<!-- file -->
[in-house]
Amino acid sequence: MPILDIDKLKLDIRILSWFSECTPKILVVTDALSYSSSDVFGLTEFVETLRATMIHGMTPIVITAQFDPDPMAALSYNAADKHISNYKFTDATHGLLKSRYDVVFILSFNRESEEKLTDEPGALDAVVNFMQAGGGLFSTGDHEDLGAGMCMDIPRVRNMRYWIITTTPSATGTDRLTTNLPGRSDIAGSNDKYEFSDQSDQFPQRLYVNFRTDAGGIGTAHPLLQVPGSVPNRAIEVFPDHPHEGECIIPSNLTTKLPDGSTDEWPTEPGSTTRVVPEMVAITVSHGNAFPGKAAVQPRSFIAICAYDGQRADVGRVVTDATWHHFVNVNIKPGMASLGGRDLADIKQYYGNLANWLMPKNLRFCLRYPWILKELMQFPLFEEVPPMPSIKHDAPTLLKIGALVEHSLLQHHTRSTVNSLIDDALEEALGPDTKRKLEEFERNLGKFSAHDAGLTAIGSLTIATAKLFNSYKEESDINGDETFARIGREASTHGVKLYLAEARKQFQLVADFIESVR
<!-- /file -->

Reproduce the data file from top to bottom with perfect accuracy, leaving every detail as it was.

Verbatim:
[in-house]
Amino acid sequence: MPILDIDKLKLDIRILSWFSECTPKILVVTDALSYSSSDVFGLTEFVETLRATMIHGMTPIVITAQFDPDPMAALSYNAADKHISNYKFTDATHGLLKSRYDVVFILSFNRESEEKLTDEPGALDAVVNFMQAGGGLFSTGDHEDLGAGMCMDIPRVRNMRYWIITTTPSATGTDRLTTNLPGRSDIAGSNDKYEFSDQSDQFPQRLYVNFRTDAGGIGTAHPLLQVPGSVPNRAIEVFPDHPHEGECIIPSNLTTKLPDGSTDEWPTEPGSTTRVVPEMVAITVSHGNAFPGKAAVQPRSFIAICAYDGQRADVGRVVTDATWHHFVNVNIKPGMASLGGRDLADIKQYYGNLANWLMPKNLRFCLRYPWILKELMQFPLFEEVPPMPSIKHDAPTLLKIGALVEHSLLQHHTRSTVNSLIDDALEEALGPDTKRKLEEFERNLGKFSAHDAGLTAIGSLTIATAKLFNSYKEESDINGDETFARIGREASTHGVKLYLAEARKQFQLVADFIESVR